Recently scientists and engineers have turned their attention again to carbon dioxide as a working fluid to increase the efficiency of the Brayton cycle. But why has this become such a focus all of a sudden?
The first reason is the economical benefit. The higher the efficiency of the cycle is, the less fuel must be burned to obtain the same power generation. Additionally, the smaller the amount of fuel burned, the fewer emission. Therefore, the increase in efficiency also positively affects the environmental situation. Also, by lowering the temperature of the discharged gases, it is possible to install additional equipment to clean exhaust gases further reducing pollution.
So how does all of this come together? Figure 1 demonstrates a Supercritical CO2 power cycle with heating by flue gases modeled in AxCYCLE™. This installation is designed to utilize waste heat after some kind of technological process. The thermal potential of the exhaust gases is quite high (temperature 800° C). Therefore, at the exit from the technological installation, a Supercritical CO2 cycle was added to generate electrical energy. It should be noted: if the thermal potential of waste gases is much lower, HRSG can be used. More information on HRSG here: https://blog.softinway.com/en/introduction-to-heat-recovery-steam-generated-hrsg-technology/
Any cycle of a power turbine installation should consist of at least 4 elements : 2 elements for changing the pressure of the working fluid (turbine and compressor) and 2 elements for changing the temperature of the body (heater and cooler). The cycle demonstrated in Figure 1 has an additional regenerator, which makes it possible to use a part of the heat of the stream after the turbine (which should be removed in the cooler) to heat the stream after the compressor. Thus, part of the heat is returned to the cycle. This increases the efficiency of the cycle, but it requires the introduction of an additional heat exchanger.
The heat exchangers used in the sCO2 cycle are of three basic types: heaters, recuperators, and coolers. Typical closed Brayton cycles using sCO2 as the working fluid require a high degree of heat recuperation.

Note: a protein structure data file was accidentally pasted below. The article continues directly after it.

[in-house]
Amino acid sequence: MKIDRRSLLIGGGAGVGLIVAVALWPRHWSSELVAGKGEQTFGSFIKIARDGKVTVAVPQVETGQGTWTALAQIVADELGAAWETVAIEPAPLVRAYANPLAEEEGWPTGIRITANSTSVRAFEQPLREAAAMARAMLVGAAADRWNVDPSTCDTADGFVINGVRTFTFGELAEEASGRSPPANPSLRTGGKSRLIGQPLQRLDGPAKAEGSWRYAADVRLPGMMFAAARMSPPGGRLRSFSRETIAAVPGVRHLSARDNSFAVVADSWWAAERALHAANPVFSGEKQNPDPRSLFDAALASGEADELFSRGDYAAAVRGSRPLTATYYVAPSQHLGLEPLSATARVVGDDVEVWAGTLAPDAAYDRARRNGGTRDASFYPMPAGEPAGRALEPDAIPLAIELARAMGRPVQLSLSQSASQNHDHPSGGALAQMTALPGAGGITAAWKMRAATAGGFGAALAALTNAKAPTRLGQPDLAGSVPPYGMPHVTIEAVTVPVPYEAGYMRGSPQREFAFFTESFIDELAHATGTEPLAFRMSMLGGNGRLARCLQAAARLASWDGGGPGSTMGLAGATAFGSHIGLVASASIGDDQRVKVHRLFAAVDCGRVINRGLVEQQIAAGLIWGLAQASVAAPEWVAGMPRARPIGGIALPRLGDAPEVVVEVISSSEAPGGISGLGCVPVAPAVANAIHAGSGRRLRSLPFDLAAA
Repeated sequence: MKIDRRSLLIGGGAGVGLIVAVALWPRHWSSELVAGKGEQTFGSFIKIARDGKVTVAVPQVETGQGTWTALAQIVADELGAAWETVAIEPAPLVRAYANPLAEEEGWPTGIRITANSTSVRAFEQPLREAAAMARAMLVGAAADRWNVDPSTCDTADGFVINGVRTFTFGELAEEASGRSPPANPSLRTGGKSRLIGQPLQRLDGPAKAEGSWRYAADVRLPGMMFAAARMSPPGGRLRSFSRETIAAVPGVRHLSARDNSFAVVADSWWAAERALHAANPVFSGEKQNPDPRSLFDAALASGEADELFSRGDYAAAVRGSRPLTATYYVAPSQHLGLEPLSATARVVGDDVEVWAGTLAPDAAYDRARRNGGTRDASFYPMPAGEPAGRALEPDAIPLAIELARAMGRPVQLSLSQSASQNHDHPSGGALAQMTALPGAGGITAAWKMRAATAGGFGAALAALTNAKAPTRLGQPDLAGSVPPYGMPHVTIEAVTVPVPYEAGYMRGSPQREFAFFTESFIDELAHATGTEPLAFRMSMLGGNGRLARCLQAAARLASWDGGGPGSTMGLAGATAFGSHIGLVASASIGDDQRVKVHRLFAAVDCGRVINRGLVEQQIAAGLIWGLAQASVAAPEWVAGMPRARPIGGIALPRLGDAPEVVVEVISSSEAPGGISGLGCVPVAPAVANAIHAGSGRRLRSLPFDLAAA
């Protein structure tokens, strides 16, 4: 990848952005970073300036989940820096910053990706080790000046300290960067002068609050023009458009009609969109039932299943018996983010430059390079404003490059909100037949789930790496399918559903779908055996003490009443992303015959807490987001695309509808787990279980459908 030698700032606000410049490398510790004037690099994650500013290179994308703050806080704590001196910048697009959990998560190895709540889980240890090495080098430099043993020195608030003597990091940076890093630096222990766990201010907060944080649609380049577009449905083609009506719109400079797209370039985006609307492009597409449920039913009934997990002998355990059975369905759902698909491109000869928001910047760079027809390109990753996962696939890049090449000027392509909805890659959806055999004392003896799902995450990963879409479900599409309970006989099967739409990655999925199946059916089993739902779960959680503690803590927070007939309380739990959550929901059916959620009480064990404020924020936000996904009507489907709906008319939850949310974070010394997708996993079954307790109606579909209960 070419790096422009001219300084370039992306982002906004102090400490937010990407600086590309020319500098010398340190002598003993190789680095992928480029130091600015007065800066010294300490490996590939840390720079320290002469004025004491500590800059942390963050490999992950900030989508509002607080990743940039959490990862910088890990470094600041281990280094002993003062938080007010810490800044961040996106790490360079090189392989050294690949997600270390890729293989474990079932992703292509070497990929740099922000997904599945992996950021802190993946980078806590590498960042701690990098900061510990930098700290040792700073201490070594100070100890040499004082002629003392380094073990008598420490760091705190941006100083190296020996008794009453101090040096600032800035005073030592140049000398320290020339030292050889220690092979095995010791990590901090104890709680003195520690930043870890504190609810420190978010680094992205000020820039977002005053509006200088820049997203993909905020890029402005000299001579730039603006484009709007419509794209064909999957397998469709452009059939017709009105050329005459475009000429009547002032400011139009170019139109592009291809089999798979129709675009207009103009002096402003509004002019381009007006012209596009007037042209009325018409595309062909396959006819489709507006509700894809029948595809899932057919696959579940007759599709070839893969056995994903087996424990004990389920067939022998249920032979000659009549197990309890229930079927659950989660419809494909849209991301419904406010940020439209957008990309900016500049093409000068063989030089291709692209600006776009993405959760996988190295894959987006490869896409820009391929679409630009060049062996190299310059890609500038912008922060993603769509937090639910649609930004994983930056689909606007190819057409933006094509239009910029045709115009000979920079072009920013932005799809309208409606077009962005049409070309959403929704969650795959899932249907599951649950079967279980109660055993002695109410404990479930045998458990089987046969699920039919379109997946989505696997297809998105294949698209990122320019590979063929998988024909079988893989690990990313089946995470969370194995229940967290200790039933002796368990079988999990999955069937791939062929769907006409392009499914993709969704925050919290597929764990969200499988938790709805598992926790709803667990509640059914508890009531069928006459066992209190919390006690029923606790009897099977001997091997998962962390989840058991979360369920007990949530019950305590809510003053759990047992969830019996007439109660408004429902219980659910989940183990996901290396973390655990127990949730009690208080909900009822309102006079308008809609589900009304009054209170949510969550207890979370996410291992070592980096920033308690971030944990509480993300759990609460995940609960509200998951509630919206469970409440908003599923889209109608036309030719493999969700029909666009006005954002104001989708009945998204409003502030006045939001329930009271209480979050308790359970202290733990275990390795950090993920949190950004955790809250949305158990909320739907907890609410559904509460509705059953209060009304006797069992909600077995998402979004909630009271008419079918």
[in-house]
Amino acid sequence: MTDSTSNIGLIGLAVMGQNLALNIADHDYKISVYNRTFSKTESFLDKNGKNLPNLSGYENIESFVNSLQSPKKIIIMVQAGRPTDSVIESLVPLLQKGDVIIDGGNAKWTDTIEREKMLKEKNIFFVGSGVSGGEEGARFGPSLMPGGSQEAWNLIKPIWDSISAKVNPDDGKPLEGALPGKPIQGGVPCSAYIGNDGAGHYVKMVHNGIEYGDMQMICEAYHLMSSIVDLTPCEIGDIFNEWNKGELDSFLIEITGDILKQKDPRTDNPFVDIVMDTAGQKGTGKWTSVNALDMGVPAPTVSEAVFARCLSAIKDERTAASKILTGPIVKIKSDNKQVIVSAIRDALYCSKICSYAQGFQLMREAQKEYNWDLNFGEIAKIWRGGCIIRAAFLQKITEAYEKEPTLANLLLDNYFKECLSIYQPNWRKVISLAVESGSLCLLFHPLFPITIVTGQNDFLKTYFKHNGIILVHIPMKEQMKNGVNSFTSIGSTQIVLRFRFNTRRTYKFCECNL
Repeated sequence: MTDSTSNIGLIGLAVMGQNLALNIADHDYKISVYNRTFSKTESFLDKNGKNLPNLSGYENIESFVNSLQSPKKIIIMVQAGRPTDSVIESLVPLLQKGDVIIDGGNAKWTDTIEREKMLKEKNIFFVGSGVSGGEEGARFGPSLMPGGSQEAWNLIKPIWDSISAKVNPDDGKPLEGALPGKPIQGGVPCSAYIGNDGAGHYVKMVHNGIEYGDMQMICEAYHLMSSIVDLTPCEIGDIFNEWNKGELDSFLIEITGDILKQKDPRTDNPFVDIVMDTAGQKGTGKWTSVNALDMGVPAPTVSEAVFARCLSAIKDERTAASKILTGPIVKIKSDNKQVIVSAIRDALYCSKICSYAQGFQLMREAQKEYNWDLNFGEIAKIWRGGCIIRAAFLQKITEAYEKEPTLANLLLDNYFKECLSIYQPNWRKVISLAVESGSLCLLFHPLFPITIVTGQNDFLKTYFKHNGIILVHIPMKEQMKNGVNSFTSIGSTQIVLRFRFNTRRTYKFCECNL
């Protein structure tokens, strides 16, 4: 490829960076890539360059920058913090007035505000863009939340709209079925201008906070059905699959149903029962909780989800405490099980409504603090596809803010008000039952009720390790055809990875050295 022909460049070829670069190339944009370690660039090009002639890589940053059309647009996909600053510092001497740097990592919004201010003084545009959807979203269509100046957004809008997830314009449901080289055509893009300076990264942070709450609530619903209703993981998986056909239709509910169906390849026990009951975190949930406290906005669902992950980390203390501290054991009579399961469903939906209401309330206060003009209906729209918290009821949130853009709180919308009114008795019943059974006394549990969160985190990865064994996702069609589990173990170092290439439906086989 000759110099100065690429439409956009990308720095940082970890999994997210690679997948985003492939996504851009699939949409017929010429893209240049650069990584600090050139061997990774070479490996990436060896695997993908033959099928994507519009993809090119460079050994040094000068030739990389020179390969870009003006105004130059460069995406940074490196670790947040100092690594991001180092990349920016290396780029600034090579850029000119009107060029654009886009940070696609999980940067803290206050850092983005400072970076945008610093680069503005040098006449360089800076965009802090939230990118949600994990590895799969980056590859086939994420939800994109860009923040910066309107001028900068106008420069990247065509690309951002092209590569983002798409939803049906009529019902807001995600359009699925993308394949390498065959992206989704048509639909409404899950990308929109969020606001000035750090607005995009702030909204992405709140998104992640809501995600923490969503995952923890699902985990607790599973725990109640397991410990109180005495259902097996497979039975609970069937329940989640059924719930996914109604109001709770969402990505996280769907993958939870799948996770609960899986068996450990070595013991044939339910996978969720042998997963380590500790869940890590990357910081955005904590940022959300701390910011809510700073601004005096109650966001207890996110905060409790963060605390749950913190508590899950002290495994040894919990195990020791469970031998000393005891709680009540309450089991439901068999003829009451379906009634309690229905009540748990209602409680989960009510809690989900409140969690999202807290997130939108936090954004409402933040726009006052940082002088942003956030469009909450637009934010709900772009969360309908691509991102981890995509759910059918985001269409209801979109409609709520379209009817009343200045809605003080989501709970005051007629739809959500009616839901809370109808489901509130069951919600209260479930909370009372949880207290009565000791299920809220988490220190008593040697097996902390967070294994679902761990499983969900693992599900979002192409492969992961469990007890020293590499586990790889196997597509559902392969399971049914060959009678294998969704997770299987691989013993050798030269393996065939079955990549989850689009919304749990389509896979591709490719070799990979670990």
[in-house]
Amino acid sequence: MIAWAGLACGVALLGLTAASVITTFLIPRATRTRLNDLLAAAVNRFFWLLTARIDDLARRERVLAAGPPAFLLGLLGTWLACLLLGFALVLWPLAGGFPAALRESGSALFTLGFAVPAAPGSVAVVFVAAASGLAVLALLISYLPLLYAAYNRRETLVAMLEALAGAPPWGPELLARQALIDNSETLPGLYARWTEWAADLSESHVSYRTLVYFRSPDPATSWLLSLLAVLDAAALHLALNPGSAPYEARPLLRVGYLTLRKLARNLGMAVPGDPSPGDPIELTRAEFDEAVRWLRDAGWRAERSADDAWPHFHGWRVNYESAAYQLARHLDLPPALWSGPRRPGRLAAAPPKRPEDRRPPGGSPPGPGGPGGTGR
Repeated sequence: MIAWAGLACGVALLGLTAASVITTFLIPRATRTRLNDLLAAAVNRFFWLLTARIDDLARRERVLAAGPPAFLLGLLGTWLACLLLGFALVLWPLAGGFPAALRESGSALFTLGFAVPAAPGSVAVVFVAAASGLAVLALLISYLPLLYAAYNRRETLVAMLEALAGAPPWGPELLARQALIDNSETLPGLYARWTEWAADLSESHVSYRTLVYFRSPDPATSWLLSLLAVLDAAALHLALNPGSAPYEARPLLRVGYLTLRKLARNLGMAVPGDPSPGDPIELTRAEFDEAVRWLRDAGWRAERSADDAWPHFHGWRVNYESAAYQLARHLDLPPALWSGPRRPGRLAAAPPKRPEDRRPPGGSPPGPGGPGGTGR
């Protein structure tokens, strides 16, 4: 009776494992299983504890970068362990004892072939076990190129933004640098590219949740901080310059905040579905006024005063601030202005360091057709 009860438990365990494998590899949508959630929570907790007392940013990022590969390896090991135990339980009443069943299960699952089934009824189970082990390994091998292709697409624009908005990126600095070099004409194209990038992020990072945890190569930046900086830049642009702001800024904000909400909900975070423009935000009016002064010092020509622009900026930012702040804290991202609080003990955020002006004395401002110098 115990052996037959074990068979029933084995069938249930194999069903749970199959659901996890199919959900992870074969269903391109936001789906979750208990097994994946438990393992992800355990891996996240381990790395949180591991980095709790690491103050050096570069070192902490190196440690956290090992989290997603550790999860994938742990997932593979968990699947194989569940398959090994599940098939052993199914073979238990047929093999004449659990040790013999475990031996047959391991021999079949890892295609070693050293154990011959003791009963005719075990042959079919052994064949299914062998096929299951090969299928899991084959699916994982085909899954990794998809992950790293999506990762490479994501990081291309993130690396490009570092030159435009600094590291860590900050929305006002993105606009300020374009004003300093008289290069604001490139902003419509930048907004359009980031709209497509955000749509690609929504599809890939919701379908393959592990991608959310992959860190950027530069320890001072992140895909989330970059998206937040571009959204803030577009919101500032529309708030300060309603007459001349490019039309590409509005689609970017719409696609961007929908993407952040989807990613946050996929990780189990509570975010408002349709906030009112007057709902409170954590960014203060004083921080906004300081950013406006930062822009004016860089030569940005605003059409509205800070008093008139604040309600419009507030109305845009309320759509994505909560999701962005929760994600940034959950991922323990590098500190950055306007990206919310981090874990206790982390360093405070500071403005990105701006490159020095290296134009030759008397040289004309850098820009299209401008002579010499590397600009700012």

Having examined this scheme and examined the process in detail, we can draw the following conclusions about the advantages of this cycle which is demonstrated in Figure 2:
- If the fluid at the inlet to the compressor is in a supercritical state and close to the critical point, then the pressure ratio is so small that we can use a compressor almost like a pump
- The installation comes out quite compact due to the high working pressure.
- Vastly reduced water consumption due to dry cooling (suitable for arid environments).
But in addition to the obvious advantages of this installation, there are also negative aspects:
- Even though the installation itself is compact, heat exchangers occupy a large portion of the size due to a large amount of heat transfer.
- Heat exchangers in a cycle without phase transition have a low heat transfer coefficient in comparison to cycles with phase transition as with a heat exchanger in a Carnot cycle. This results in a large metal consumption of heat exchangers and their high cost.
Thus, when designing the optimal supercritical CO2 cycle, two factors must be taken into account that affect the efficiency of the installation oppositely:
- An increase in the heat transferred in the regenerator leads to an increase in the efficiency of the cycle. Consequently, during operation, installation costs will be lower with the same power output.
- On the other hand, the more the regenerator transfers heat, the higher its dimensions and cost are. This leads to an additional capital investment in the installation.
Therefore, the designer must find a balance between these two factors to achieve the highest economic efficiency of the installation. For this balance, it is necessary to combine the calculation of the cycle with a preliminary design of heat exchangers in a single iterative process.